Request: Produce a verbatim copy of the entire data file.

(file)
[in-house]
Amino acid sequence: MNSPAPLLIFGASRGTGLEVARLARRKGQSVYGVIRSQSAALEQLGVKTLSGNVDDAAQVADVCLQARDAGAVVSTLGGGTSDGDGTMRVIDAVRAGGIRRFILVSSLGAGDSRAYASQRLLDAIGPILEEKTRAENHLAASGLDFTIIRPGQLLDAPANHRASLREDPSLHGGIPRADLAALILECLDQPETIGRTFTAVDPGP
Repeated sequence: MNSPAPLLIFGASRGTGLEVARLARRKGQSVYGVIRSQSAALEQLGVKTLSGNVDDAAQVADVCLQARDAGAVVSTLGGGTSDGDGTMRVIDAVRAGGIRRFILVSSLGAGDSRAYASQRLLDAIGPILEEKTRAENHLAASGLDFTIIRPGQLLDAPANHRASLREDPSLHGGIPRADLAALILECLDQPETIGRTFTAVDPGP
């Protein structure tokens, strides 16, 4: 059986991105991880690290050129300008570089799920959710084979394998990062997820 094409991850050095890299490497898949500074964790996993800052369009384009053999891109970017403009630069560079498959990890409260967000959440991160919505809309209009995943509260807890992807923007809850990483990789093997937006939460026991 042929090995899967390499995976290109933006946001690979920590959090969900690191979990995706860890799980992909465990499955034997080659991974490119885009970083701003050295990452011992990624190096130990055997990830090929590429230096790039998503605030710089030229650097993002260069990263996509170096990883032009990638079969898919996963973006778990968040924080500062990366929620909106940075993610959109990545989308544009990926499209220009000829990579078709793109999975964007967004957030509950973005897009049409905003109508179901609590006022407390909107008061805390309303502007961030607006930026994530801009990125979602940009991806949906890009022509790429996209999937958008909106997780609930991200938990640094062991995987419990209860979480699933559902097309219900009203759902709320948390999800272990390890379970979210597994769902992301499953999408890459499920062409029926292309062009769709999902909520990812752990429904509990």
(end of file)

[in-house]
Amino acid sequence: MNSPAPLLIFGASRGTGLEVARLARRKGQSVYGVIRSQSAALEQLGVKTLSGNVDDAAQVADVCLQARDAGAVVSTLGGGTSDGDGTMRVIDAVRAGGIRRFILVSSLGAGDSRAYASQRLLDAIGPILEEKTRAENHLAASGLDFTIIRPGQLLDAPANHRASLREDPSLHGGIPRADLAALILECLDQPETIGRTFTAVDPGP
Repeated sequence: MNSPAPLLIFGASRGTGLEVARLARRKGQSVYGVIRSQSAALEQLGVKTLSGNVDDAAQVADVCLQARDAGAVVSTLGGGTSDGDGTMRVIDAVRAGGIRRFILVSSLGAGDSRAYASQRLLDAIGPILEEKTRAENHLAASGLDFTIIRPGQLLDAPANHRASLREDPSLHGGIPRADLAALILECLDQPETIGRTFTAVDPGP
């Protein structure tokens, strides 16, 4: 059986991105991880690290050129300008570089799920959710084979394998990062997820 094409991850050095890299490497898949500074964790996993800052369009384009053999891109970017403009630069560079498959990890409260967000959440991160919505809309209009995943509260807890992807923007809850990483990789093997937006939460026991 042929090995899967390499995976290109933006946001690979920590959090969900690191979990995706860890799980992909465990499955034997080659991974490119885009970083701003050295990452011992990624190096130990055997990830090929590429230096790039998503605030710089030229650097993002260069990263996509170096990883032009990638079969898919996963973006778990968040924080500062990366929620909106940075993610959109990545989308544009990926499209220009000829990579078709793109999975964007967004957030509950973005897009049409905003109508179901609590006022407390909107008061805390309303502007961030607006930026994530801009990125979602940009991806949906890009022509790429996209999937958008909106997780609930991200938990640094062991995987419990209860979480699933559902097309219900009203759902709320948390999800272990390890379970979210597994769902992301499953999408890459499920062409029926292309062009769709999902909520990812752990429904509990």